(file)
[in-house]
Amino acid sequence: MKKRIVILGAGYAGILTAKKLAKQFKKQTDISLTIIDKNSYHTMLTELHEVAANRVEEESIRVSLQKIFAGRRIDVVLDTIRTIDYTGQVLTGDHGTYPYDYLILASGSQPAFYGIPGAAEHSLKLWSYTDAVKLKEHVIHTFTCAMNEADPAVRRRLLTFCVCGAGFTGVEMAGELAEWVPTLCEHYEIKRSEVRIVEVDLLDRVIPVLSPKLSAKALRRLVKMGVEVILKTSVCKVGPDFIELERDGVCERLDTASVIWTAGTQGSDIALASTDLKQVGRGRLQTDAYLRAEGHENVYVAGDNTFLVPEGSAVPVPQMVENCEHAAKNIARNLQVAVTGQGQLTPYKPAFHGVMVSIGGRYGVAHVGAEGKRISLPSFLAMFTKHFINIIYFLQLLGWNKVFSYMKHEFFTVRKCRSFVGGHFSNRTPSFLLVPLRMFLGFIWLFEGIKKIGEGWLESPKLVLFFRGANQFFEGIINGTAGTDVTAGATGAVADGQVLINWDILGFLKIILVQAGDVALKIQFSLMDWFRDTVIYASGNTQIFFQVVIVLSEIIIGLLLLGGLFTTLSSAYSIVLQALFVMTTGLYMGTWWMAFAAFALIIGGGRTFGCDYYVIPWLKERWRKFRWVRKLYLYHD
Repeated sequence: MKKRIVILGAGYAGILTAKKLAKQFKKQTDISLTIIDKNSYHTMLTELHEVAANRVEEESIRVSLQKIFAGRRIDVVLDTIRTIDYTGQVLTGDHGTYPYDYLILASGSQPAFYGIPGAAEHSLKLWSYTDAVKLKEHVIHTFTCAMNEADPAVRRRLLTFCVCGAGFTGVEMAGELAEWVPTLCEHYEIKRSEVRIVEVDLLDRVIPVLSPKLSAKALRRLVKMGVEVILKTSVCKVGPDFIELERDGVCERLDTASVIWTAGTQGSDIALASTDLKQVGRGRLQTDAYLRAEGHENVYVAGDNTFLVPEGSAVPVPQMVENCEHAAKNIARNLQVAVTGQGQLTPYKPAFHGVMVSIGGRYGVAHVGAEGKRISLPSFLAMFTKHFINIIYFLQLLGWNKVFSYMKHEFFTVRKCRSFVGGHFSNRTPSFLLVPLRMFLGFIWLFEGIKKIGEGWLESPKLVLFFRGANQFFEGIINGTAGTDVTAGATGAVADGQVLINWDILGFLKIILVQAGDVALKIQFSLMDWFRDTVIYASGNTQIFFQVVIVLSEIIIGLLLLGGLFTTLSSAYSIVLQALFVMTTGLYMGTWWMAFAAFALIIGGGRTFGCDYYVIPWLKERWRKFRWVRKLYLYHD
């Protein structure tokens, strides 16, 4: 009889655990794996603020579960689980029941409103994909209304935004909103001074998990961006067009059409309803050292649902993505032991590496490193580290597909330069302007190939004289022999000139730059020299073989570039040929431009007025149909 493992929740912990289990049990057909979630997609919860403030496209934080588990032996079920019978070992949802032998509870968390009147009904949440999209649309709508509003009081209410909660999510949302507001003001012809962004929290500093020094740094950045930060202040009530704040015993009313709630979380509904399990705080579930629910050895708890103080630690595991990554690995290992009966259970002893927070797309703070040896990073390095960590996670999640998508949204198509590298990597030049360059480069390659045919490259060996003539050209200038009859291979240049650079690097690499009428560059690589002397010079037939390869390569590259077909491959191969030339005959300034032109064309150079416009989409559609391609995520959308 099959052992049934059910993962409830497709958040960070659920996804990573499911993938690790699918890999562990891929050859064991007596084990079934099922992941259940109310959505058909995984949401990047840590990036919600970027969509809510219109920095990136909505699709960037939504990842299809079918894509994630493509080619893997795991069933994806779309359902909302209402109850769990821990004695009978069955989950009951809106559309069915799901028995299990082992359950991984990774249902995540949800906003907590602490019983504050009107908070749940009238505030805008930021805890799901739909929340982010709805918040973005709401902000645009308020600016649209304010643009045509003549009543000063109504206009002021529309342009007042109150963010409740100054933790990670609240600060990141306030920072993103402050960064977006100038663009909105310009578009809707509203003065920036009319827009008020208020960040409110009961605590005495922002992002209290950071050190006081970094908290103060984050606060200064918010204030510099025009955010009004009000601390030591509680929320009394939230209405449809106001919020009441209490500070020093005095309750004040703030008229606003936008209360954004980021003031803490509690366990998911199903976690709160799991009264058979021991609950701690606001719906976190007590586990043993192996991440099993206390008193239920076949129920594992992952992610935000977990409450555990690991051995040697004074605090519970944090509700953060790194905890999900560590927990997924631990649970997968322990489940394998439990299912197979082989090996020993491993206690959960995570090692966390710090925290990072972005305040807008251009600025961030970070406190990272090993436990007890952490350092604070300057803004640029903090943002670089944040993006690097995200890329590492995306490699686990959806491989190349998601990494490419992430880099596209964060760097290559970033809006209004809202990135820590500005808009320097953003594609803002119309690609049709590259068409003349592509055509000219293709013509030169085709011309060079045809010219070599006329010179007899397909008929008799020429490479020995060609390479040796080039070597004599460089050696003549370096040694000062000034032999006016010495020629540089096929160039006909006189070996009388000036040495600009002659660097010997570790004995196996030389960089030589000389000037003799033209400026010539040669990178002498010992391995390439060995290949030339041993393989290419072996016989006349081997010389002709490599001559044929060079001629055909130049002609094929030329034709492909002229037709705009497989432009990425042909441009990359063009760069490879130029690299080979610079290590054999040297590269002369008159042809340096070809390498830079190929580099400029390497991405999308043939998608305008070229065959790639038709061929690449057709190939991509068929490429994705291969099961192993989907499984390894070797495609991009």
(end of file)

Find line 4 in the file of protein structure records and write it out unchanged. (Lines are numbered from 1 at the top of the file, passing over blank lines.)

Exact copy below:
């Protein structure tokens, strides 16, 4: 009889655990794996603020579960689980029941409103994909209304935004909103001074998990961006067009059409309803050292649902993505032991590496490193580290597909330069302007190939004289022999000139730059020299073989570039040929431009007025149909 493992929740912990289990049990057909979630997609919860403030496209934080588990032996079920019978070992949802032998509870968390009147009904949440999209649309709508509003009081209410909660999510949302507001003001012809962004929290500093020094740094950045930060202040009530704040015993009313709630979380509904399990705080579930629910050895708890103080630690595991990554690995290992009966259970002893927070797309703070040896990073390095960590996670999640998508949204198509590298990597030049360059480069390659045919490259060996003539050209200038009859291979240049650079690097690499009428560059690589002397010079037939390869390569590259077909491959191969030339005959300034032109064309150079416009989409559609391609995520959308 099959052992049934059910993962409830497709958040960070659920996804990573499911993938690790699918890999562990891929050859064991007596084990079934099922992941259940109310959505058909995984949401990047840590990036919600970027969509809510219109920095990136909505699709960037939504990842299809079918894509994630493509080619893997795991069933994806779309359902909302209402109850769990821990004695009978069955989950009951809106559309069915799901028995299990082992359950991984990774249902995540949800906003907590602490019983504050009107908070749940009238505030805008930021805890799901739909929340982010709805918040973005709401902000645009308020600016649209304010643009045509003549009543000063109504206009002021529309342009007042109150963010409740100054933790990670609240600060990141306030920072993103402050960064977006100038663009909105310009578009809707509203003065920036009319827009008020208020960040409110009961605590005495922002992002209290950071050190006081970094908290103060984050606060200064918010204030510099025009955010009004009000601390030591509680929320009394939230209405449809106001919020009441209490500070020093005095309750004040703030008229606003936008209360954004980021003031803490509690366990998911199903976690709160799991009264058979021991609950701690606001719906976190007590586990043993192996991440099993206390008193239920076949129920594992992952992610935000977990409450555990690991051995040697004074605090519970944090509700953060790194905890999900560590927990997924631990649970997968322990489940394998439990299912197979082989090996020993491993206690959960995570090692966390710090925290990072972005305040807008251009600025961030970070406190990272090993436990007890952490350092604070300057803004640029903090943002670089944040993006690097995200890329590492995306490699686990959806491989190349998601990494490419992430880099596209964060760097290559970033809006209004809202990135820590500005808009320097953003594609803002119309690609049709590259068409003349592509055509000219293709013509030169085709011309060079045809010219070599006329010179007899397909008929008799020429490479020995060609390479040796080039070597004599460089050696003549370096040694000062000034032999006016010495020629540089096929160039006909006189070996009388000036040495600009002659660097010997570790004995196996030389960089030589000389000037003799033209400026010539040669990178002498010992391995390439060995290949030339041993393989290419072996016989006349081997010389002709490599001559044929060079001629055909130049002609094929030329034709492909002229037709705009497989432009990425042909441009990359063009760069490879130029690299080979610079290590054999040297590269002369008159042809340096070809390498830079190929580099400029390497991405999308043939998608305008070229065959790639038709061929690449057709190939991509068929490429994705291969099961192993989907499984390894070797495609991009």